Your Questions About Paper Trading Free

Paul asks…

How to get started on the stock market?

All help and information would be much appreciated, basically I want to start small, I am very good with numbers but not so good with words so please in the simplest form can you give me some info and direction of how to start trading 🙂

Which companies to trade through.

When companies have a fee per trade, what does this mean.

I have good buisness and mathematic understanding I just need help taking the first steps..! Thanks

John answers:

Before you spend $0.01 on any investment or even selecting a brokerage firmn, you must know what you’re doing, why you’re doing it and how to do it. Before you invest in any security, the first investment you should make is in yourself, and the best investment you can make is by educating yourself.

Begin your education by learning why you should invest and the importance of being able to make your own decisions or how the pro’s make theirs. Start your education by reading “Investing or Dummies” by Eric Tyson.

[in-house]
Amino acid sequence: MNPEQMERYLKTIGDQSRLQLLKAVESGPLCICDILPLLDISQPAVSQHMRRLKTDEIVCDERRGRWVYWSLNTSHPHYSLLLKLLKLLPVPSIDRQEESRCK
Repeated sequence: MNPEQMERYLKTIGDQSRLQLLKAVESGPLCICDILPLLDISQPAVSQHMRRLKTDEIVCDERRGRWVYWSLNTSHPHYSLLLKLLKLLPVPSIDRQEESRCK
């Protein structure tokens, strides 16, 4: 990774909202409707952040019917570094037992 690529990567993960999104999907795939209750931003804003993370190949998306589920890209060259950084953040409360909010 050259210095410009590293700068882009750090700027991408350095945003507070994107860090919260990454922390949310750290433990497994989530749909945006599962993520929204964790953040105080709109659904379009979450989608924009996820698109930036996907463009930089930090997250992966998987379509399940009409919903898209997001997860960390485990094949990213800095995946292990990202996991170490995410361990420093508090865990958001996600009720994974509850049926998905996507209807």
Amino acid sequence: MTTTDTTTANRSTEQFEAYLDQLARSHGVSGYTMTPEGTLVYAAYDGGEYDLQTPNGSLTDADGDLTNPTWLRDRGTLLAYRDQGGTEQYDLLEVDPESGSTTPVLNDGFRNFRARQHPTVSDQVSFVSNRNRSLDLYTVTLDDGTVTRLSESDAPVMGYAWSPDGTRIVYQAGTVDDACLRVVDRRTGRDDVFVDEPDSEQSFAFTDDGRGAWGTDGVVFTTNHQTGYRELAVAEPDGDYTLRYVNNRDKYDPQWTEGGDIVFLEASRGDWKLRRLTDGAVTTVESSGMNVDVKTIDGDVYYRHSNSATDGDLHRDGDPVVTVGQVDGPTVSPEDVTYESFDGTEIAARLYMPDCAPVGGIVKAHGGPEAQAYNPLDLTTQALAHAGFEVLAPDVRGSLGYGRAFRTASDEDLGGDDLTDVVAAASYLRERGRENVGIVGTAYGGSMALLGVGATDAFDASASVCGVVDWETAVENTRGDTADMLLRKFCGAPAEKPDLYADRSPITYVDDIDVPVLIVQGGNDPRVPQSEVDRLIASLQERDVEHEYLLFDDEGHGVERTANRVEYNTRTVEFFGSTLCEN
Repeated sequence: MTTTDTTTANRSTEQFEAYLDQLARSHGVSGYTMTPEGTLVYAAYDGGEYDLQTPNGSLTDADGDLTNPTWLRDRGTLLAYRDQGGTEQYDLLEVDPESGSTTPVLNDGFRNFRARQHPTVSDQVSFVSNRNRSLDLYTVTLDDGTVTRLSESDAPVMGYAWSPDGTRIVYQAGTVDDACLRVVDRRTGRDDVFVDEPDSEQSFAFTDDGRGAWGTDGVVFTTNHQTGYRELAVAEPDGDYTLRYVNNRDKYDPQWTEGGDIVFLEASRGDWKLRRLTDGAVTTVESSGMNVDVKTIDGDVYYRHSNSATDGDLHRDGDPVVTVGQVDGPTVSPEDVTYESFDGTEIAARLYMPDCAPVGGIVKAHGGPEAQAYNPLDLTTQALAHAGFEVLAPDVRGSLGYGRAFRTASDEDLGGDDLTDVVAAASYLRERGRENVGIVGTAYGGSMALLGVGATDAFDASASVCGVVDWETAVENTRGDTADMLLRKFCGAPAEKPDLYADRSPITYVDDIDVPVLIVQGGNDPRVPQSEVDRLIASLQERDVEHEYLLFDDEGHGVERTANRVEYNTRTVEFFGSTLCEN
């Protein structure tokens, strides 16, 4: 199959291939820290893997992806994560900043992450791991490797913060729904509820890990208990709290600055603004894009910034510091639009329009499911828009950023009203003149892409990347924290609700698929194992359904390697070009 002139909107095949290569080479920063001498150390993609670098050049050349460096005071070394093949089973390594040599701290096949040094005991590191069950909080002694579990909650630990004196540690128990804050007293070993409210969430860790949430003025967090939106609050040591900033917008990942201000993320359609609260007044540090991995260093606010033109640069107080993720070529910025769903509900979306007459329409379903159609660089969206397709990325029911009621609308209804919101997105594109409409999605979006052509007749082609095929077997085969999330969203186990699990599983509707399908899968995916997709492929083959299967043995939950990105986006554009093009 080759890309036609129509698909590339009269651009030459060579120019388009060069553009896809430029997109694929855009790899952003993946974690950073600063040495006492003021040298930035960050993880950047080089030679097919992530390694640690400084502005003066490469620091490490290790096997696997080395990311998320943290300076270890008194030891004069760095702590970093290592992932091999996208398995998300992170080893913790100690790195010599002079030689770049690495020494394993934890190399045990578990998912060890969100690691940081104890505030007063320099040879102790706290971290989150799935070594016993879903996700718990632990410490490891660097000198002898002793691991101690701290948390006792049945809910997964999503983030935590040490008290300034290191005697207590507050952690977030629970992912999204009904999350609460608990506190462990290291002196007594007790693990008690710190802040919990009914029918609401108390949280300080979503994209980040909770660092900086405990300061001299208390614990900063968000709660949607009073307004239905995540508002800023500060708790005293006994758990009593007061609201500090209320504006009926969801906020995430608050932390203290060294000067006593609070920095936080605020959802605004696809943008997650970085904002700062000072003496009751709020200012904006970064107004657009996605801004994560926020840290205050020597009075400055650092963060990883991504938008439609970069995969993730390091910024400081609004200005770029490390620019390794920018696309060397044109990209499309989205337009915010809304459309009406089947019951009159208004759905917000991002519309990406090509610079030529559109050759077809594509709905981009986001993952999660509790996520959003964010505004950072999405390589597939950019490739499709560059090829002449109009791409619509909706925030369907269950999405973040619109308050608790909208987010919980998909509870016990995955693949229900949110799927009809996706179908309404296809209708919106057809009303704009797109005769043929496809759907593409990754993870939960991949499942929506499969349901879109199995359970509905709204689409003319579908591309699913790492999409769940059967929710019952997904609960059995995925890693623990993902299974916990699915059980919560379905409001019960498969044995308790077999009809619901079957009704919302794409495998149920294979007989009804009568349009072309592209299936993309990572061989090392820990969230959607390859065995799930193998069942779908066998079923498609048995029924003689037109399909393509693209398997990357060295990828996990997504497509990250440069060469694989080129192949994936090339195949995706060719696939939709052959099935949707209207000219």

To continue your education select some of the following
Beating the Street by Peter Lynch
Bulls Make Money, Bears Make Money, Pigs Get Slaughtered, by Gallea
How to Make Money in Stocks” by William O’Neil
24 Essential Lessons for Investment Success by William O’Neil
The Intelligent Investor, by Benjamin Graham
Common Stocks, Uncommon Profits, by Philip A. Fisher
One Up on Wall Street by Peter Lynch
Stocks for the Long Run, by Jeremy Siegel
The Interpretation of Financial Statements by Benjamin Graham
The Lazy Person’s Guide to Investing by Paul B. Farrell
The Warren Buffett Way by Robert Hagstrom
Trading for a Living, by Alexander Elder
Uncover the Secret Hiding Places of Stock Market Profits by Joel Greenblatt.
What Works on Wall Street by James O’Shaunessey